Re: Marketing/propaganda in documentation

Subject: Re: Marketing/propaganda in documentation
From: Ad absurdum per aspera <JTCHEW -at- LBL -dot- GOV>
Date: Tue, 18 Jan 1994 19:01:35 GMT

It depends. I've seen some really heavyhanded examples. My
hypothesis: just as a lot of us technical writers think that
deep down inside we are novelists or poets, a lot of marketing
people think they could have been hotshot creative people in
some ad agency. They use the outlet at hand, namely, your
draft of a user manual. The Taste Police insist that you try
to talk them out of it for the good of all concerned.

Seriously: I see nothing wrong with emphasizing the positive,
mentioning the negative discreetly, and pointing out the
existence of other relevant products and services from one's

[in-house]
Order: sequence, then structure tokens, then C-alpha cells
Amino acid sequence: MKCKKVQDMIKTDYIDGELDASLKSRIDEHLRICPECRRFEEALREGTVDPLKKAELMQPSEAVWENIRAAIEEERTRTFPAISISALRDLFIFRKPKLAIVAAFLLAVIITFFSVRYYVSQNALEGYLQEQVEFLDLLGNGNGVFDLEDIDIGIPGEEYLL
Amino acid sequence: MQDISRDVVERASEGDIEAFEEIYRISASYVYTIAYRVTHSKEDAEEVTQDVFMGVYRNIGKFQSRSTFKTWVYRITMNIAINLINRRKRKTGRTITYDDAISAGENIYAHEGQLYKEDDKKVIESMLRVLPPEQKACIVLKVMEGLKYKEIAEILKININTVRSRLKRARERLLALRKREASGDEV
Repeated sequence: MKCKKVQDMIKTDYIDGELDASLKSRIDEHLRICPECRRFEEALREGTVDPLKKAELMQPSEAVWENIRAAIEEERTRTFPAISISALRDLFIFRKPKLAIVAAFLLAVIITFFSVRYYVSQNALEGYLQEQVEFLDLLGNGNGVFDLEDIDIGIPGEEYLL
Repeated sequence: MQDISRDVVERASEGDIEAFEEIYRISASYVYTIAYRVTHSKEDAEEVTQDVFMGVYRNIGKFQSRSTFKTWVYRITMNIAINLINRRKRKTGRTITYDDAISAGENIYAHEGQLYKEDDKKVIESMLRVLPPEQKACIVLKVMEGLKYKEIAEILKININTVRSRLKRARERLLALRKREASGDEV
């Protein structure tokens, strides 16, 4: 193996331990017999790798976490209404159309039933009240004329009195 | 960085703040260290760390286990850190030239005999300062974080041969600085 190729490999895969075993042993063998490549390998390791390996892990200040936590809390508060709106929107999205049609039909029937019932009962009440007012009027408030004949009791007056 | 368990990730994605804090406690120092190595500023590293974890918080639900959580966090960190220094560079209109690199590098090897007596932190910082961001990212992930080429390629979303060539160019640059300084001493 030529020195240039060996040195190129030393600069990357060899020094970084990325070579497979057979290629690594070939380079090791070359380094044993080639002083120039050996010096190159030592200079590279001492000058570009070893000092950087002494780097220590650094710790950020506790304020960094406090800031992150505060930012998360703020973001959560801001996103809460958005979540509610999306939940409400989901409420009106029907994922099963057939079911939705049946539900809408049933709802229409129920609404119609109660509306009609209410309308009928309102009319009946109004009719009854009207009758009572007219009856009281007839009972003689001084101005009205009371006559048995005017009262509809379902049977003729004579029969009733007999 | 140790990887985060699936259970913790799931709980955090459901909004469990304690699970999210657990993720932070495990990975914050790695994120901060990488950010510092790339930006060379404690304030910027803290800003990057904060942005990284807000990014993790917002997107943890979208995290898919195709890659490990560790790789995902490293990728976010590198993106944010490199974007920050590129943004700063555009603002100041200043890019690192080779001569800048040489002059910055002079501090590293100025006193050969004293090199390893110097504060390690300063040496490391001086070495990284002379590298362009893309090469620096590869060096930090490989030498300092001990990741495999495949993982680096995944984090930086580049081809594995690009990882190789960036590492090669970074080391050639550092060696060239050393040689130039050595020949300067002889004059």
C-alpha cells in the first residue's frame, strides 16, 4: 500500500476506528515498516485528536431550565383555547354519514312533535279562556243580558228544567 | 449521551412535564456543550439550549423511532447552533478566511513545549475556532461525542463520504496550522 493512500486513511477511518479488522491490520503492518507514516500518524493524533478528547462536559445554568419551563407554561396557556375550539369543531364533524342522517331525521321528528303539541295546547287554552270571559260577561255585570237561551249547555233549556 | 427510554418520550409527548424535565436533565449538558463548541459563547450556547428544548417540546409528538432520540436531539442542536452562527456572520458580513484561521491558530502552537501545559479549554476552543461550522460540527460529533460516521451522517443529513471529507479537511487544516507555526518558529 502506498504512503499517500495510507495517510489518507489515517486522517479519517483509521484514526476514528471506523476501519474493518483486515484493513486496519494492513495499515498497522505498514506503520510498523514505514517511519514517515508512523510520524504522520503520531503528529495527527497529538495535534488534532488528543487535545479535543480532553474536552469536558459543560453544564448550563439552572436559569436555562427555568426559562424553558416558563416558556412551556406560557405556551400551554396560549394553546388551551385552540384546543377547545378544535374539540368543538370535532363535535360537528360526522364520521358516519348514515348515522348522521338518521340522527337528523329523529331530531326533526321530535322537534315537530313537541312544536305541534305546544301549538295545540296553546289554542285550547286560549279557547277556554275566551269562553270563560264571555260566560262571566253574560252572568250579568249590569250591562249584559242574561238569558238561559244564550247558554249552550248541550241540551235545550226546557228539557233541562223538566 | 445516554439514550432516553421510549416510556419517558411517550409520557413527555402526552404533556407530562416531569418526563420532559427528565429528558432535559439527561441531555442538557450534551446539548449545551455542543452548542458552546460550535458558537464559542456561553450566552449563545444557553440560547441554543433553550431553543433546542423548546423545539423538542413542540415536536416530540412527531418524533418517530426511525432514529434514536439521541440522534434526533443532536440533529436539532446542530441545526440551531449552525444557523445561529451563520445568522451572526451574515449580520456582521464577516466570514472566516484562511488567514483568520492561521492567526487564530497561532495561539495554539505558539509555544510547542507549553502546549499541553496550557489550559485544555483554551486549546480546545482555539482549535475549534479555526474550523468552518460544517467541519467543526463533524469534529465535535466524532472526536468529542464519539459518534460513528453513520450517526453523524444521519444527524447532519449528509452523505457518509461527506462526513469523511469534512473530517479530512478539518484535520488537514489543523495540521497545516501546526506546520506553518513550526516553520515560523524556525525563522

company. But I feel strongly that the purpose of documentation
is to serve the user's needs, and that the best way to
accomplish this is to present accurate instructions and
background information clearly and concisely. A manual is a
tool; using it as an advertising venue simply because it's
there and it's paid for is a disservice to the customer.

Your mileage (and reviewers) may vary,

"Just another personal opinion from the People's Republic of Berkeley"
Disclaimer: Even if my employer had a position on the subject,
I probably wouldn't be the one stating it on their behalf.

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